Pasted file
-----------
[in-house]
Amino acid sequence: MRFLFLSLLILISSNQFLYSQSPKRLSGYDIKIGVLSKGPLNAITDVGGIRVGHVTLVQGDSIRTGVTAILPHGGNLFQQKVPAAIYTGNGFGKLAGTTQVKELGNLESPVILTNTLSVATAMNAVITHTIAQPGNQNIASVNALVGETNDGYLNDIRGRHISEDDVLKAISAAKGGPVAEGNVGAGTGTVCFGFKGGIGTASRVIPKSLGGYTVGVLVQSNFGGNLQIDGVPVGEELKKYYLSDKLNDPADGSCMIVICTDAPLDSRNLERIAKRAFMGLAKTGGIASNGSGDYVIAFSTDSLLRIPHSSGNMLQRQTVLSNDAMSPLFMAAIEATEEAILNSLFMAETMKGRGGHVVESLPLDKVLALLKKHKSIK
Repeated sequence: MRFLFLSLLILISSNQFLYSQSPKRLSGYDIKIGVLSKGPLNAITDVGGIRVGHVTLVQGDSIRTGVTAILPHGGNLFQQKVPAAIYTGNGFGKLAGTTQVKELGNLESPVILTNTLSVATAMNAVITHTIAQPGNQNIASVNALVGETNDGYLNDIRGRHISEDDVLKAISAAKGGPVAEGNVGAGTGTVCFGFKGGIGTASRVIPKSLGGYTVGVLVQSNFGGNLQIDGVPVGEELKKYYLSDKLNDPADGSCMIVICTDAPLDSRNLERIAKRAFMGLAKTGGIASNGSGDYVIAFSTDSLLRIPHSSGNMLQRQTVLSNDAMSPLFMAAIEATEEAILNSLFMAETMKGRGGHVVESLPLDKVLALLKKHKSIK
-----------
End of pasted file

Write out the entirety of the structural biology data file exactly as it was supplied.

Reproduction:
[in-house]
Amino acid sequence: MRFLFLSLLILISSNQFLYSQSPKRLSGYDIKIGVLSKGPLNAITDVGGIRVGHVTLVQGDSIRTGVTAILPHGGNLFQQKVPAAIYTGNGFGKLAGTTQVKELGNLESPVILTNTLSVATAMNAVITHTIAQPGNQNIASVNALVGETNDGYLNDIRGRHISEDDVLKAISAAKGGPVAEGNVGAGTGTVCFGFKGGIGTASRVIPKSLGGYTVGVLVQSNFGGNLQIDGVPVGEELKKYYLSDKLNDPADGSCMIVICTDAPLDSRNLERIAKRAFMGLAKTGGIASNGSGDYVIAFSTDSLLRIPHSSGNMLQRQTVLSNDAMSPLFMAAIEATEEAILNSLFMAETMKGRGGHVVESLPLDKVLALLKKHKSIK
Repeated sequence: MRFLFLSLLILISSNQFLYSQSPKRLSGYDIKIGVLSKGPLNAITDVGGIRVGHVTLVQGDSIRTGVTAILPHGGNLFQQKVPAAIYTGNGFGKLAGTTQVKELGNLESPVILTNTLSVATAMNAVITHTIAQPGNQNIASVNALVGETNDGYLNDIRGRHISEDDVLKAISAAKGGPVAEGNVGAGTGTVCFGFKGGIGTASRVIPKSLGGYTVGVLVQSNFGGNLQIDGVPVGEELKKYYLSDKLNDPADGSCMIVICTDAPLDSRNLERIAKRAFMGLAKTGGIASNGSGDYVIAFSTDSLLRIPHSSGNMLQRQTVLSNDAMSPLFMAAIEATEEAILNSLFMAETMKGRGGHVVESLPLDKVLALLKKHKSIK